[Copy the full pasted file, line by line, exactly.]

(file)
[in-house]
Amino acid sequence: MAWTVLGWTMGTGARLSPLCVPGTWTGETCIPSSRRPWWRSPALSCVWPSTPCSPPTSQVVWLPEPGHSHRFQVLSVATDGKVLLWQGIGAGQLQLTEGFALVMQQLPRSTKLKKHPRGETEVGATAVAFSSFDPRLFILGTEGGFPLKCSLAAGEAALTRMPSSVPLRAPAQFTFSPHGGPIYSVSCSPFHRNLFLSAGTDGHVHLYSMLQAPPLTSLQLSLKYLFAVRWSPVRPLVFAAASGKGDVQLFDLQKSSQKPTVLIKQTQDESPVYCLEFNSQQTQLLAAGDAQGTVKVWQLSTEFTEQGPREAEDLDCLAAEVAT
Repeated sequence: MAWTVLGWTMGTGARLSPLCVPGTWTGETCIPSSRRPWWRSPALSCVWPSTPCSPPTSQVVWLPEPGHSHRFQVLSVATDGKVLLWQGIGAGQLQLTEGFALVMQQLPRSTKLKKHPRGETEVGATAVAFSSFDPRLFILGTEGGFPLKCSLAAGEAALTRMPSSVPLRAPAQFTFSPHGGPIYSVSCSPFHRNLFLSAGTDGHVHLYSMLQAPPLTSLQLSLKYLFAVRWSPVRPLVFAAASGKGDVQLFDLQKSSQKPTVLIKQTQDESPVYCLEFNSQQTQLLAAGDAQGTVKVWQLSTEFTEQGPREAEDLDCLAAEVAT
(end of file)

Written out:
[in-house]
Amino acid sequence: MAWTVLGWTMGTGARLSPLCVPGTWTGETCIPSSRRPWWRSPALSCVWPSTPCSPPTSQVVWLPEPGHSHRFQVLSVATDGKVLLWQGIGAGQLQLTEGFALVMQQLPRSTKLKKHPRGETEVGATAVAFSSFDPRLFILGTEGGFPLKCSLAAGEAALTRMPSSVPLRAPAQFTFSPHGGPIYSVSCSPFHRNLFLSAGTDGHVHLYSMLQAPPLTSLQLSLKYLFAVRWSPVRPLVFAAASGKGDVQLFDLQKSSQKPTVLIKQTQDESPVYCLEFNSQQTQLLAAGDAQGTVKVWQLSTEFTEQGPREAEDLDCLAAEVAT
Repeated sequence: MAWTVLGWTMGTGARLSPLCVPGTWTGETCIPSSRRPWWRSPALSCVWPSTPCSPPTSQVVWLPEPGHSHRFQVLSVATDGKVLLWQGIGAGQLQLTEGFALVMQQLPRSTKLKKHPRGETEVGATAVAFSSFDPRLFILGTEGGFPLKCSLAAGEAALTRMPSSVPLRAPAQFTFSPHGGPIYSVSCSPFHRNLFLSAGTDGHVHLYSMLQAPPLTSLQLSLKYLFAVRWSPVRPLVFAAASGKGDVQLFDLQKSSQKPTVLIKQTQDESPVYCLEFNSQQTQLLAAGDAQGTVKVWQLSTEFTEQGPREAEDLDCLAAEVAT